Galway versus Kilkenny, and Cork versus Clare - both massive games for all four counties. But the game I am most looking forward to is Galway v Kilkenny. Not so much for the on-field activity, but for how interesting the off-field activity is going to be.

The greatest manager of all time, facing one of the greatest players of all time, if not the greatest, but definitely the most decorated. I would imagine if you asked any one in Kilkenny nine months ago could they envisage Henry and Brian taking each other on on the sidelines, they would have said 'no chance'. But there you go.

I have savage time for Henry. I remember in 2012, my debut year, I got man of the match against Antrim in the qualifiers. The following day, the Irish Daily Star newspaper also awarded me man of the match. That meant, at the end of the year I got my ticket to 'The Star Awards'. They used to take place in the Croke Park Hotel, more casual than the All-Stars, and more importantly, a free bar!

Anyway, I remember waiting around to be called in for my award. We were all lining up outside, and it was my first year so I didn’t really know anyone. Next thing, Henry Shefflin came up, stuck out his hand and introduced himself to me and started chatting away.

I couldn’t believe it. Why would Henry do that, and not hang around with his own boys? Anyway, he won't remember it, but I will never forget, and what it did do is teach me a lifelong lesson. It taught me that whoever you are, or whatever you have done or haven’t done, be humble.

When you are in this game of giving opinions and talking about the game, people come up with their own idea of what people are like, when they don’t even know them. They dish out plenty of abuse based on you giving an opinion, but no matter what Henry has ever said or will say, I know what he is really like.

Considering his stature, he didn’t need to go into management. By doing that he is leaving himself open to fail, something that he never did. But he doesn’t care about his name.

Between doing corporate events, RTÉ which he was doing the last few years, columns that he was doing etc, wouldn’t it have been easier to stay doing that rather then putting his neck on the block, on the road four nights a week and deal with everything that goes with it?

So fair play to him. He is a hurling man who loves the game, and enjoys what he is doing and facing new challenges.

Now, I would suspect deep down he would have thought that all may have been with his native Kilkenny, but as there is no sign of Brian going anywhere, why not go somewhere else?

Cody (L) and Shefflin enjoyed a record-breaking time together in Kilkenny

His counterpart will always be the boss. Cody could have left and kept his decorated career. Many people have said he should have gone, should be gone, or should be going. Irrelevant who is right or who is wrong, you can't but admire the man. Rather than go down the road of what he won, let's look at what he could have done.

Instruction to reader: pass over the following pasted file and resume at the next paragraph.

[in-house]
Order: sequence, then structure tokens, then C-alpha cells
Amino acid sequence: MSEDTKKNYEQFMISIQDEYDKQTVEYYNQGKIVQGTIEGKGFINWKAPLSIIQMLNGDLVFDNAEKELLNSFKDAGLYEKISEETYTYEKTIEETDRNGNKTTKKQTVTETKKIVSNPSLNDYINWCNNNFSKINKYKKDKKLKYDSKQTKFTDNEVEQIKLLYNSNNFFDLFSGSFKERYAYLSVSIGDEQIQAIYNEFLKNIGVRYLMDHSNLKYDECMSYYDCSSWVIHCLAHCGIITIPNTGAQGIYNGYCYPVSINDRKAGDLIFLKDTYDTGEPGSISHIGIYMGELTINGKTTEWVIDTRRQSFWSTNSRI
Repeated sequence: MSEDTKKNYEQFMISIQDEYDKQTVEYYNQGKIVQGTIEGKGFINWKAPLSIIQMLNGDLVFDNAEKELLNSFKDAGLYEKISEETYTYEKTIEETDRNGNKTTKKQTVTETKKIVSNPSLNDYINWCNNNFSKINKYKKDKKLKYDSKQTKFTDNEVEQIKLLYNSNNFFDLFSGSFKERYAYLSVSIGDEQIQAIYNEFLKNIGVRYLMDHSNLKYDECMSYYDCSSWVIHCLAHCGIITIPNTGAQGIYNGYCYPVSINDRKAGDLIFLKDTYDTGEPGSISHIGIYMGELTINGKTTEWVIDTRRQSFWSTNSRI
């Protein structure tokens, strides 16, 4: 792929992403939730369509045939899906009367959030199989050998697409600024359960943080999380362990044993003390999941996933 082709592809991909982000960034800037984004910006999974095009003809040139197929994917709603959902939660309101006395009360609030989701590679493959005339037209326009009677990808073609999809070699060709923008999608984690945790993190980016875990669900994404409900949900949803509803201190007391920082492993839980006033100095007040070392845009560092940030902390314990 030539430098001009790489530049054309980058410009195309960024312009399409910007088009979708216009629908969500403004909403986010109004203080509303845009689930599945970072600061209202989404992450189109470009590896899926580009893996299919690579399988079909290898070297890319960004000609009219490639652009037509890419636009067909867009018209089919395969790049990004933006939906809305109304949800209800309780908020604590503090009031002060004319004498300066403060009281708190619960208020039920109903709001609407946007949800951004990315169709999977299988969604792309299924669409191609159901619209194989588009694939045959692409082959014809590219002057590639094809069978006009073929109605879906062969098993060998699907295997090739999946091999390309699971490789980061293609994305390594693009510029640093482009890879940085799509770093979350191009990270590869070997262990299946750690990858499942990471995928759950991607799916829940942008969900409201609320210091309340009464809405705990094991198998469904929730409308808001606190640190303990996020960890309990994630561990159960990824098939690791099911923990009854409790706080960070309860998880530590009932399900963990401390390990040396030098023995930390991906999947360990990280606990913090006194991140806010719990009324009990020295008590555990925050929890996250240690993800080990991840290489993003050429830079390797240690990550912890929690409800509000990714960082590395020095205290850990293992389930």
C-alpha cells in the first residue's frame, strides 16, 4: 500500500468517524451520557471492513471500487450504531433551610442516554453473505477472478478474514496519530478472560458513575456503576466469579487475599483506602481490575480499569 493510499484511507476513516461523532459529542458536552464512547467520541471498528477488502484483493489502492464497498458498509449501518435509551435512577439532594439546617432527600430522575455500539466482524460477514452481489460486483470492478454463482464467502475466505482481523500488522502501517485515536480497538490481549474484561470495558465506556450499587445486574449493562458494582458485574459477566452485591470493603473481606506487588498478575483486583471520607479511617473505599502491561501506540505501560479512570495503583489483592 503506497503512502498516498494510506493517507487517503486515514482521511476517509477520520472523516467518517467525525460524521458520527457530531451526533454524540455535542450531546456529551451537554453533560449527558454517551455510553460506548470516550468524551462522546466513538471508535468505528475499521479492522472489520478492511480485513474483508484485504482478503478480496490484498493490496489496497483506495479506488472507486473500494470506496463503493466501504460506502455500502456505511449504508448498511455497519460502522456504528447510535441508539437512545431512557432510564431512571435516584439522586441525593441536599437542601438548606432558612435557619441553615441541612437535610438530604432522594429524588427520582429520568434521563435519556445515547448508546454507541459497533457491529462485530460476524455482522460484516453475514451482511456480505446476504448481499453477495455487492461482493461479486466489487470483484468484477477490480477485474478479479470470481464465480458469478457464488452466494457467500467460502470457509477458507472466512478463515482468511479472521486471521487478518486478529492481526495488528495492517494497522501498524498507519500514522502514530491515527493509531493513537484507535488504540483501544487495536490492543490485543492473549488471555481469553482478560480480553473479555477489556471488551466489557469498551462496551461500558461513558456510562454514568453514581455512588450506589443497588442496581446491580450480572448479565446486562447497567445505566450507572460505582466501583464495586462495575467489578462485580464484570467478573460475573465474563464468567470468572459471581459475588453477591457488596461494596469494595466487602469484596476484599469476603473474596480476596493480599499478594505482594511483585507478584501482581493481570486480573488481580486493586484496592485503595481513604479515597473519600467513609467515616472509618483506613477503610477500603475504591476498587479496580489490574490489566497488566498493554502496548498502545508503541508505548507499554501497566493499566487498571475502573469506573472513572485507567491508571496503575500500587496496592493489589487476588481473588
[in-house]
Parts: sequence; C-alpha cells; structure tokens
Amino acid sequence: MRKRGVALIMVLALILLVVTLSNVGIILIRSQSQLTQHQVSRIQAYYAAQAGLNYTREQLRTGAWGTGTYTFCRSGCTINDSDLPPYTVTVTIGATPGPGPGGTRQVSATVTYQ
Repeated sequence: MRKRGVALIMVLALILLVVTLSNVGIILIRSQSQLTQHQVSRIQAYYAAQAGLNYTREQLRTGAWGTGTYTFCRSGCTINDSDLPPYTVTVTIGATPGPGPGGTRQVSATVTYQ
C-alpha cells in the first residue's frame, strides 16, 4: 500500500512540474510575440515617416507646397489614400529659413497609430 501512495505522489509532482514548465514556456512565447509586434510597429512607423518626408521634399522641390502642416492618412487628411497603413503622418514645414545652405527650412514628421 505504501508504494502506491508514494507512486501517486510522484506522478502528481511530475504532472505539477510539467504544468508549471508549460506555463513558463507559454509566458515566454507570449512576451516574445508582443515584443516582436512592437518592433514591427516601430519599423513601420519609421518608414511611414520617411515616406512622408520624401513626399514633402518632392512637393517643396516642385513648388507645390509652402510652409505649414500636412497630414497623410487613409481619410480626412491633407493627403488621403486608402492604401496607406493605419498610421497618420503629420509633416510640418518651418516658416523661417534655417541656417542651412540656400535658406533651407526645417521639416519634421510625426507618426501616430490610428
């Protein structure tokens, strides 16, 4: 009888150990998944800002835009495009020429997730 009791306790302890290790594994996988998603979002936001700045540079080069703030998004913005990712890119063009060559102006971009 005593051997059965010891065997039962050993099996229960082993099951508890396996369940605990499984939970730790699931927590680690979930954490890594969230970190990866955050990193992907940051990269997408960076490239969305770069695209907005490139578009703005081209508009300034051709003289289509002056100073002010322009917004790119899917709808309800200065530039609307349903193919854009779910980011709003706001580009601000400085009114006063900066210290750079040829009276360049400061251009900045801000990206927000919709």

He had the best generation of hurlers that ever graced the hallowed soil of Croke Park. When that came to an end, he could just have slipped away. Why didn’t he? Because he loves it. He loves the challenge, he loves finding new players, and he lives and breathes Kilkenny hurling.

So what have they both got it common? Competitiveness. Challenges. Courage. And cojones. They take the bull by the horns, and go for it. They have both enjoyed some of the best days of their lives together.

They have had more conversations about Kilkenny hurling. Picking each others brains. Helping each other out. When you are manager, and captain, you have to have a different relationship than anyone else.

How friendly they are off the field these days now only they know. But what they will never forget is what they have gone through, together.

Henry, I suspect, wants to ensure they have no choice but to ask him. Brian wants to ensure he keeps it and that it's his decision when to leave

Is Henry Kilkenny's succession plan to Cody? I doubt it, because if he was I'd imagine he would be learning his trade under him. So maybe Henry wants to make the succession plan himself. How can he do that? Well, then go and prove yourself elsewhere.

A name, history, may get you in a position to land a job. It's up to you to prove you can do the job. And if you can't, you will be given the door. No matter who you are or what you have done.

Henry, I suspect, wants to ensure they have no choice but to ask him. Brian wants to ensure he keeps it and that it's his decision when to leave.

No matter which way you look at, Brian is the gaffer. Come Sunday at 2 o'clock, respect will be at the utmost, while both respectively strive to ensure that the other is going home with their tail between their legs.

It will be hard for Henry, very hard. But he knew this was going to happen taking the job, and he has a job to ensure the Galway are ready for Sunday. I have no doubt they will, and no doubt he is using some of the tricks that Cody has taught him.

We need your consent to load this rte-player contentWe use rte-player to manage extra content that can set cookies on your device and collect data about your activity. Please review their details and accept them to load the content.Manage Preferences

Listen to the RTÉ GAA Podcast at Apple Podcasts, Soundcloud, Spotify, or wherever you get your podcasts.